Tarantula Hawks (Pepsis spp.) are large wasps that are up to 2 inches (5 cm) long with black bodies covered in a blue-green sheen and red, orange, or blueish-black wings.
Tarantula hawks with red or orange wings are the most common here in Tucson, but I have seen a couple of blue-winged tarantula hawks as well. Their bright colors are a form of aposematic coloration and are meant as a warning to potential predators that these wasps are not safe to eat. Tarantula hawks are not poisonous or foul-tasting, instead the females have one of the most painful stings of any American insect, at least according to the Schmidt Sting Pain Index.
Most predators avoid these large, rather slow wasps, but I have seen female Greater Roadrunners (Geococcyx californianus) capture and eat them. The male Greater Roadrunner that frequents my yard completely avoids tarantula hawks, perhaps from prior bad experience.
Tarantula hawks are common here in Tucson during early summer when dozens or even hundreds of them will congregate in any available cool, shady, green foliage seeking shelter from the extreme summer heat. These wasps love my yard in early summer, and every year I have hordes of them hanging about in the Lady Banks Roses at the edge of my patio. Whenever I walk too close to the rose vines, disturbed tarantula hawks will all come bumbling out of the roses and begin circling about like a rotating black cloud. This always terrifies me, but my clueless dogs find this thrilling, and they begin leaping and snapping at the slow-flying tarantula hawks. My dogs have obviously never managed to capture one or they wouldn't be doing this. Luckily, these and other tarantula hawks are not at all aggressive and are unlikely to sting unless captured.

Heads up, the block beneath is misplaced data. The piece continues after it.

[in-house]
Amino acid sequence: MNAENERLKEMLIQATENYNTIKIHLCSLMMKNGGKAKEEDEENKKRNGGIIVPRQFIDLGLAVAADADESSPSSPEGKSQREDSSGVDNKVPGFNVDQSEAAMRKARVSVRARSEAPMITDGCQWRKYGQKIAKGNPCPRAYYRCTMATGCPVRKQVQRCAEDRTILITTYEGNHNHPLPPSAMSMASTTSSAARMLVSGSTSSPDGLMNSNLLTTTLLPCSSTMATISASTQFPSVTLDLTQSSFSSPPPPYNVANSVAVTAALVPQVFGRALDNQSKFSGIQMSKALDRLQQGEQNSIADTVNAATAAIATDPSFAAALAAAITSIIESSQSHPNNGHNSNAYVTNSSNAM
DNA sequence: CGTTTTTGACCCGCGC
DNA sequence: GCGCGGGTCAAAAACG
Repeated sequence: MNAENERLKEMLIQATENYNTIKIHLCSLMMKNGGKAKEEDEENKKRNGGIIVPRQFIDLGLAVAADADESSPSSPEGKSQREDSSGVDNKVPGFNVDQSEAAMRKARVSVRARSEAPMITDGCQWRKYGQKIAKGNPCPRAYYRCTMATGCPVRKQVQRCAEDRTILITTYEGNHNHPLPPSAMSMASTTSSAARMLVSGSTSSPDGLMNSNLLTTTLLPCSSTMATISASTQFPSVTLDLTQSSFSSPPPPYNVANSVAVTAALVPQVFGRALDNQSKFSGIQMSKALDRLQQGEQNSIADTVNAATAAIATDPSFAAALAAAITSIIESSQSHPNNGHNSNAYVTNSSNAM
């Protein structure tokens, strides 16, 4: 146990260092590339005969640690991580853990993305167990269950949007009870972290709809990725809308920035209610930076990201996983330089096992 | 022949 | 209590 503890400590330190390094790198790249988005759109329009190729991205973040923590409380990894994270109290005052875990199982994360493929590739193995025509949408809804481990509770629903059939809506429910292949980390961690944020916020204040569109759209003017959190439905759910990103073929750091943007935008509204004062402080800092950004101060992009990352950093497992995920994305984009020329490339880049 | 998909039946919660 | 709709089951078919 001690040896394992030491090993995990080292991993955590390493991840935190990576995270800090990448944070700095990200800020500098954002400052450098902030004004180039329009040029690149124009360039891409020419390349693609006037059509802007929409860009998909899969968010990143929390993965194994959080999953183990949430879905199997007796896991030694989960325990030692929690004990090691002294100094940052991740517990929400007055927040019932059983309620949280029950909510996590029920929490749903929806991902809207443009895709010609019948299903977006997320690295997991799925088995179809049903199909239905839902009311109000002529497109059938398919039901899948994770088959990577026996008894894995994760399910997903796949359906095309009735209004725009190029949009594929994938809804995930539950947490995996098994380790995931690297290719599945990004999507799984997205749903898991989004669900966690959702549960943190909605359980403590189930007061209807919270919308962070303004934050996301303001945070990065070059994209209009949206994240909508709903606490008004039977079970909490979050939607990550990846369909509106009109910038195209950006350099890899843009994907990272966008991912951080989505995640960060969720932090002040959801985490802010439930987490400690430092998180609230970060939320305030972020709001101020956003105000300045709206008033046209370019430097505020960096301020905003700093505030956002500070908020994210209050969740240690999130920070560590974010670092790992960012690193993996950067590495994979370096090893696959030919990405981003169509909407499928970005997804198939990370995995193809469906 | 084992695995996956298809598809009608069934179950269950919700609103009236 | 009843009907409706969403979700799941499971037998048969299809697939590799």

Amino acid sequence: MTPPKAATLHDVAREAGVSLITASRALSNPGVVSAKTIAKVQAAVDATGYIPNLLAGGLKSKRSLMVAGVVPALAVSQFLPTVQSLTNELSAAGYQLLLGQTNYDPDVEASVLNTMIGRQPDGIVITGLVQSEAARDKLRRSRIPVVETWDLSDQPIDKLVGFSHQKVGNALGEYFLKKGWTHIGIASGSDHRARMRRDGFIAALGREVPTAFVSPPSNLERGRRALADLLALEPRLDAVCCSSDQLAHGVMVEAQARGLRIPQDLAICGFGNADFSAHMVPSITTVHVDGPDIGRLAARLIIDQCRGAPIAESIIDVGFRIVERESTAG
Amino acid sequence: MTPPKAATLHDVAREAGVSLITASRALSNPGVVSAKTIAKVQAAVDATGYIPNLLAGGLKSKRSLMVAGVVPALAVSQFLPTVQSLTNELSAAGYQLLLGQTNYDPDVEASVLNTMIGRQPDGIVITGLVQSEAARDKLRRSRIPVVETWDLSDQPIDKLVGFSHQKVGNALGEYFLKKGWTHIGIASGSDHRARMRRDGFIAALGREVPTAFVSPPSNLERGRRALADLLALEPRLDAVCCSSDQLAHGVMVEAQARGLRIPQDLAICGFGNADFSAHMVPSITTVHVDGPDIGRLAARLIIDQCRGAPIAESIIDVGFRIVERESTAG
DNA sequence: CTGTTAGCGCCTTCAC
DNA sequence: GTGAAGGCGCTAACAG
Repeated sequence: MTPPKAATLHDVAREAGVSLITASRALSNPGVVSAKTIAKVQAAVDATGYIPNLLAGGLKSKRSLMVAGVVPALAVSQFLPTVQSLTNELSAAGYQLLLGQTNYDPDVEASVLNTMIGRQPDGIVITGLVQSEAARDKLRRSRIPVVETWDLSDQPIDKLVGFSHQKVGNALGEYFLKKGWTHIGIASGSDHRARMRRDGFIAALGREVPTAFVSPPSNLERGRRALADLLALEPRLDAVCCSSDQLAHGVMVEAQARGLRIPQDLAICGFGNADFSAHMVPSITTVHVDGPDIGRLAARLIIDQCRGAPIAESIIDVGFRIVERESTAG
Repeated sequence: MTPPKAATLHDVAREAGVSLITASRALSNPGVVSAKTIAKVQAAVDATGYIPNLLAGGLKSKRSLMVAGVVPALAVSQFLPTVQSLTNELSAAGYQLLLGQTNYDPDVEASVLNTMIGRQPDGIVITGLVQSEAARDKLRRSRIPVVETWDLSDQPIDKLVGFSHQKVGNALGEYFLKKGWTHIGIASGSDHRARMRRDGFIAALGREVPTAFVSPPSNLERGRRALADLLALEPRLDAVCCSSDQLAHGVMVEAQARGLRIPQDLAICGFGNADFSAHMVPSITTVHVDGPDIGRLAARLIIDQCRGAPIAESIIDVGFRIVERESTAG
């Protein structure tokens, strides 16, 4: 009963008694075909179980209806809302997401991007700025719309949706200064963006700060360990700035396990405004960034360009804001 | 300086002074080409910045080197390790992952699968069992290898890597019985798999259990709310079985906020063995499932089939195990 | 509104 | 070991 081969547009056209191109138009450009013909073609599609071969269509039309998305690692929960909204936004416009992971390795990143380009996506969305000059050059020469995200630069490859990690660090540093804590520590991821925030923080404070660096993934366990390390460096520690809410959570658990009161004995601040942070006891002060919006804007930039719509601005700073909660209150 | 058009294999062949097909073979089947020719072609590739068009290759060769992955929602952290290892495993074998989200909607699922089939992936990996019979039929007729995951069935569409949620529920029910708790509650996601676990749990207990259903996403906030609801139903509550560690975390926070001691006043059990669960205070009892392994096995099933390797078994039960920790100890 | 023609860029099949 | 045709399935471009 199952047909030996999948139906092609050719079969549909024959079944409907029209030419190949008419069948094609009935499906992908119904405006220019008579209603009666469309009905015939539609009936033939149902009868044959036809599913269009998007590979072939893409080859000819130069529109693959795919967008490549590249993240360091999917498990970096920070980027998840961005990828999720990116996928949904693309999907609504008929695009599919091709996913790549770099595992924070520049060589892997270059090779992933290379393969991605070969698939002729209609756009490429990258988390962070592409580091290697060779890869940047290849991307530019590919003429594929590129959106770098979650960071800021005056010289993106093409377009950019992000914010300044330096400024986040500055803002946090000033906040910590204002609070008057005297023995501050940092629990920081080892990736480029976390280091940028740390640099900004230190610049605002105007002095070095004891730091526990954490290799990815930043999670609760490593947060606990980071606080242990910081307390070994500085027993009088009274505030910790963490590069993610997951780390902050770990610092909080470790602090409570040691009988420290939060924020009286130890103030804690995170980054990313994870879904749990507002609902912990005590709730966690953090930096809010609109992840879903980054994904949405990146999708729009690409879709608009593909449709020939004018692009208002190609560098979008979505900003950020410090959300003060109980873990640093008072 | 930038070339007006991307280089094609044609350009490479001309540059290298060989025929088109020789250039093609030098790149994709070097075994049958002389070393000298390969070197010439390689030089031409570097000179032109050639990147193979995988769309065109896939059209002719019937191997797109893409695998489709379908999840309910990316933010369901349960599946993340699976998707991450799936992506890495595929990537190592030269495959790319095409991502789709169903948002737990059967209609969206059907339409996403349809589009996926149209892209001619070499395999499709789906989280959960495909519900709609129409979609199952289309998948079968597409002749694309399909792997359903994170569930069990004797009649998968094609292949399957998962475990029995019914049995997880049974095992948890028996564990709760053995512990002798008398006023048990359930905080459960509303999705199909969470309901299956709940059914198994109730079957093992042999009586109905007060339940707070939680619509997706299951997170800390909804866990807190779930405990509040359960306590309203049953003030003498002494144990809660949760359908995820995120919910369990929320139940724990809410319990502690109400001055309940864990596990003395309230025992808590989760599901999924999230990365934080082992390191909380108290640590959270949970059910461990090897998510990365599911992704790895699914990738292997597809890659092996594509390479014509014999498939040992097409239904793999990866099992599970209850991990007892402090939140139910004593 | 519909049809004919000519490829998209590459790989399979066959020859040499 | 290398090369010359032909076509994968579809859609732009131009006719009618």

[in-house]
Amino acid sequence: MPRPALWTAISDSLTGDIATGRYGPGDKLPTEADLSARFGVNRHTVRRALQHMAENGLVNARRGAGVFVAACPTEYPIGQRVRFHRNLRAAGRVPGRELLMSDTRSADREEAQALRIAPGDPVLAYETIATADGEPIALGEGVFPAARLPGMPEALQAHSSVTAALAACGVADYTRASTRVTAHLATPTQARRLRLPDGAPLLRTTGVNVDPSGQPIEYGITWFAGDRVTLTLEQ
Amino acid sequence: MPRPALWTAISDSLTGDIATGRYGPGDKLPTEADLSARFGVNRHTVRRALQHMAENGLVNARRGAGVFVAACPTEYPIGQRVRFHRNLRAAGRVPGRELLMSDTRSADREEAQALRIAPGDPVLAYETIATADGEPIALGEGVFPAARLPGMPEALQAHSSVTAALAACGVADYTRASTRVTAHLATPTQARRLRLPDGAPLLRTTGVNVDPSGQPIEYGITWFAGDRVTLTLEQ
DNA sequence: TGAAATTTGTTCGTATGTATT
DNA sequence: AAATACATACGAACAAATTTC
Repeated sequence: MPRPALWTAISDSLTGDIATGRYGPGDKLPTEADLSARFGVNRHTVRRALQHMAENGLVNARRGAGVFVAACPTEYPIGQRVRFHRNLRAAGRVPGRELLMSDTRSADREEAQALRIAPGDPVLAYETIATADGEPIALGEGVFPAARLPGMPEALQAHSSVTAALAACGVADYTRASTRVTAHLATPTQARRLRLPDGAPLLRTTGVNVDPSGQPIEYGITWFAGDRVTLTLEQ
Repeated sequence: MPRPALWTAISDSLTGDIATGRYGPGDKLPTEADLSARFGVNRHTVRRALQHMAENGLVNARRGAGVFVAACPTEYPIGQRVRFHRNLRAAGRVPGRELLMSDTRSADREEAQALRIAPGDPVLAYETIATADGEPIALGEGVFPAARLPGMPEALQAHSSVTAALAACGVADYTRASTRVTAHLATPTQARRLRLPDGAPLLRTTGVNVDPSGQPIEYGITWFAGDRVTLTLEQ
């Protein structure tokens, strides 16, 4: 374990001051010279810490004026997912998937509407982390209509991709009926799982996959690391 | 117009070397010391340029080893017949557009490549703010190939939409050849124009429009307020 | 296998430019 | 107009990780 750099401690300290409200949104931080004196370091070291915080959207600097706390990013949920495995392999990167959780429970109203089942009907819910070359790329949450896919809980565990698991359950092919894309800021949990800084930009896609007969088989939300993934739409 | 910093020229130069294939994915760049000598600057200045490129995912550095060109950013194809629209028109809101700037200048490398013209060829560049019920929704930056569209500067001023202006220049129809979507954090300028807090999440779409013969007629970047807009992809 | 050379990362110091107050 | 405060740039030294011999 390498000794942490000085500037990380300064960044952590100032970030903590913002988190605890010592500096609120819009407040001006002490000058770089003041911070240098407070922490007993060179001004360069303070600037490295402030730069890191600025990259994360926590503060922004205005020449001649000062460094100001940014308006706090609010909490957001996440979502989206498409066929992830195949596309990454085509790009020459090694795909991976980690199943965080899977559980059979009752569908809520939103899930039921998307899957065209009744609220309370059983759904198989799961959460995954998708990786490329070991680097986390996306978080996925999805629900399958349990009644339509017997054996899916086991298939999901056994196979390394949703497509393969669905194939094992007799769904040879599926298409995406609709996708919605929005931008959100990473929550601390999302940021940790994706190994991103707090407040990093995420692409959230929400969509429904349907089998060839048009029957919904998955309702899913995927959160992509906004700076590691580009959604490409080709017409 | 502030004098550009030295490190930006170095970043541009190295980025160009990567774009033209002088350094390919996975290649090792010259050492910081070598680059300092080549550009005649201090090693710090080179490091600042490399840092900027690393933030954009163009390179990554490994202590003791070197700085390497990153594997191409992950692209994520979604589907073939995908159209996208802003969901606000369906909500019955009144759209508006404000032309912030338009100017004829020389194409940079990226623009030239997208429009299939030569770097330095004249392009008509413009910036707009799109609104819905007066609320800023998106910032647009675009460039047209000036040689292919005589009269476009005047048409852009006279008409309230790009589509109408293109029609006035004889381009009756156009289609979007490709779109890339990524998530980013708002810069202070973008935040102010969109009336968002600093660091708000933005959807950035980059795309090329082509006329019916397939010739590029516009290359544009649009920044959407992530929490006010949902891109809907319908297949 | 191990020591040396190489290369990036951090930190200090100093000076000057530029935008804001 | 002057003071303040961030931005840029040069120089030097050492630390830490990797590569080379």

Adult tarantula hawks feed on flower nectar or the juice of damaged fruits. Like many other types of wasps, they have a fondness for sweet, oozing, fermented fruit and will behave quite drunkenly after consuming it. Perhaps this explains some of their occasional strange behavior that I have observed. More than once I've had a tarantula hawk crash into me and fall to the ground and just lay there flailing about. I've also seen them do nosedives into the swimming pool for no apparent reason. The wasp shown below was one of the pool divers, and after it was skimmed out of the pool, it wandered around in a daze trying to dry off before finally flying clumsily away.
Tarantula hawks get their name because the females hunt Tarantulas (Family Theraphosidae), huge, hole-dwelling spiders that are common here in the desert. Once a female tarantula hawk finds a tarantula, she will then attack the spider and sting it. The tarantula hawk's powerful venom paralyzes the tarantula, and the wasp then drags the spider back into its hole. The tarantula hawk then lays an egg on the still living, but paralyzed tarantula, and she then seals up the spider hole and departs in search of another victim. Once the egg hatches, the larva will feed on the still paralyzed tarantula, eventually killing it.